The audio is delivered in the aforementioned original three-channel stereo as the DTS-HD English 3.0 main audio track. Another DTS-HD 5.1 main audio track in English is also available, taken from a ‘2020 compressed Midnight Movie mix’ (more on that in a moment). Optional subtitles are provided in English. Unlike many multichannel soundtracks of the day, audio for Falcon wings was not created during post-production. Several microphones recorded the audio on the set to give more dimension to the sound of the film. If you’ve ever seen this movie with only mono sound (which most people do after the movie was released) then you’ve never heard how powerful a soundtrack it can be. The explosive moments really made the windows shake (which were so loud during filming that they actually rattled the windows of nearby businesses, prompting the police, military, and FBI to investigate where it was coming from). The dialogue is noticeable and the sound effects, such as gunshots and punches, have a nice impact. Frank Skinner’s lush score (The naked city, Abbott and Costello meet Frankenstein) is also well balanced and efficient. The 5.1 track is provided for those who are unable to hear the three-channel soundtrack in a suitable environment. This means that if you only hear the movie through a soundbar, the 5.1 track is a good alternative as it is essentially a compressed version in a 5.1 medium, minus the rear and low frequency channels. It is a good way to provide consumers with a way to watch the movie if they are unable to hear it properly. But for those who can, the exceptional three-channel track is all the ball game.

The following extras are included:

  • Audio commentary by Jeremy Arnold
  • Mike Ballew audio essay (HD – 24:38)
  • Hypnotic Hick – 3D (HD – 6:32)
  • Hypnotic Hick – 2D (HD – 6:32)
  • Theatrical trailer (SD scaled – 2:12)

Film historian Jeremy Arnold provides a very informative audio commentary on the production. Since he was a close friend of Budd Boetticher, he shares the director’s feelings about the last film and his time at Universal before he started making films with Randolph Scott at Warner Bros, which became known as “Ranown. Cycle”. It also examines the skills and techniques used to create the film and covers the career of not only Boetticher, but members of the cast and crew as well. 3D expert Mike Ballew’s audio essay (presented here as an audio commentary, although presented separately from the main feature film) is an extremely well-researched and lengthy look at the film’s production, its physical challenges, and techniques and the state of 3D film making. at this moment. It’s an incredible resource for those who are curious to find out more about the film in more detail. Next is the newly restored Woody Woodpecker cartridge Hypnotic hick, presented in 2D and 3D. Compared to the main functionality, this is a more traditional 3D, which means there are a lot of times when things come off the screen. As this is Universal’s first 3D animated short, it’s a wonderful addition. Last but not least is the main feature trailer. The disc sits inside a blue amaray case with artwork depicting the original theatrical sheet.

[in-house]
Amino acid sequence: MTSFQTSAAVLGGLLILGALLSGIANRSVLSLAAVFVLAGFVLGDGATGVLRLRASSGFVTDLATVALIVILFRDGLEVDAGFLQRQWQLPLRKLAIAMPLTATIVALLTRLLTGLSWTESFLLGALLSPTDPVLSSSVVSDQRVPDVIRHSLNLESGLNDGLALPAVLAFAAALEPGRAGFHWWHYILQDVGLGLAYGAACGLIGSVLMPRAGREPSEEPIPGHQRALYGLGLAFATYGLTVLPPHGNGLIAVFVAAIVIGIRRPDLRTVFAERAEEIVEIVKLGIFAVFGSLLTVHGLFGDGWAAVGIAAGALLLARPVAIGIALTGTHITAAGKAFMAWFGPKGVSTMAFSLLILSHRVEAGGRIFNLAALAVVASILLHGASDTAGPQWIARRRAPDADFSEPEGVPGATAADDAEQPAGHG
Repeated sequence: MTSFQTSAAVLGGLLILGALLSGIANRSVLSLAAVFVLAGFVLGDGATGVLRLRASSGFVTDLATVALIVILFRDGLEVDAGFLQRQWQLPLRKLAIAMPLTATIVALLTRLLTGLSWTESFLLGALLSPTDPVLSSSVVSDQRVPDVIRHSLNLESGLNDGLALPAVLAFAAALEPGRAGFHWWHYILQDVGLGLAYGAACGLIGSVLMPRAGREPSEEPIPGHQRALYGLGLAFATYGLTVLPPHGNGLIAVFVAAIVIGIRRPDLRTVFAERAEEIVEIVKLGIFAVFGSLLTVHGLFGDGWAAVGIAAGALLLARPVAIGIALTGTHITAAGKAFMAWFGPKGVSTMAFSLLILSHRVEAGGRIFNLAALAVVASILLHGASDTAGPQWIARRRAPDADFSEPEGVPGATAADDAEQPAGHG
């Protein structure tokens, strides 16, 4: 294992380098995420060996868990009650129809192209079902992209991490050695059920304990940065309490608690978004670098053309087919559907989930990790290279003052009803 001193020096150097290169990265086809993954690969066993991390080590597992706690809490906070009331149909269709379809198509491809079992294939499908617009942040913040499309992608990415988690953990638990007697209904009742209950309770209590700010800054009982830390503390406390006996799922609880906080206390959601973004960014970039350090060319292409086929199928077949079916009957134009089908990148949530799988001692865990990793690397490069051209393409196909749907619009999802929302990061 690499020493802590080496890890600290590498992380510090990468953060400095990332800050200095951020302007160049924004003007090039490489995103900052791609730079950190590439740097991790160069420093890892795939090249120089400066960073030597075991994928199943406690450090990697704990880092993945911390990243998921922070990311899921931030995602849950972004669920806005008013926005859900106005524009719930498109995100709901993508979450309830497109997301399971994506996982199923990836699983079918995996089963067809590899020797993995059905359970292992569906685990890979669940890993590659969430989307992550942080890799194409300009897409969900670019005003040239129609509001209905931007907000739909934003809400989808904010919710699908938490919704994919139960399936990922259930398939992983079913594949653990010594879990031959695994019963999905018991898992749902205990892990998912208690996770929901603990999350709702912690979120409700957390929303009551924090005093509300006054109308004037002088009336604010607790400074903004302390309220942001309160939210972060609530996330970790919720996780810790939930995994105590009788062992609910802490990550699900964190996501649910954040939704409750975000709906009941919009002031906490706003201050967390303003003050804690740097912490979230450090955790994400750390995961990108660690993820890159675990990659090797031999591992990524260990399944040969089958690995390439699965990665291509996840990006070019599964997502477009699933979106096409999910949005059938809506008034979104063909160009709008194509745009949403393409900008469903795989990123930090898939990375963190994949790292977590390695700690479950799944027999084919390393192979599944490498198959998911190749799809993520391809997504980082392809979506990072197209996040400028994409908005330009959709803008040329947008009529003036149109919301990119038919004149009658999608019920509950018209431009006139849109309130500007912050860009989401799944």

As usual, the 3D movie archives saved another 3D gem from the depths of darkness and breathed new life into it wonderfully. If you are a 3D Blu-ray fan, you owe it to yourself to pick up Falcon wings and continue to support the company’s efforts. Highly recommended.

– Tim Salmon

(You can follow Tim on social media at these links: Twitter and Facebook. And don’t forget to subscribe his YouTube channel here.)

Key words

1953, 3-D, 3D, Aaron Rosenberg, Abbe Lane, Antonio Moreno, Blu-ray, Blu-ray 3-D, Blu-ray 3D, Blu-ray Disc, Budd Boetticher, Clifford Stine, Frank Skinner, George Dolenz, Gerald Drayson Adams, James E Moser, Jeremy Arnold, Julia Adams, Julie Adams, Kay Lenard, Kino Lorber, Kino Lorber Studio Classics, Mario Siletti, Mexican Revolution, Mike Ballew, Noah Beery Jr, Noah Berry, Paul Fierro, Pedro Gonzalez, critic, Rico Alaniz, Rodolfo Acosta, Russell Schoengarth, Technicolor, Les Bits Numériques, Tim Salmons, Universal Pictures, Van Heflin, Western, Les Ailes Du Faucon


Comments are closed.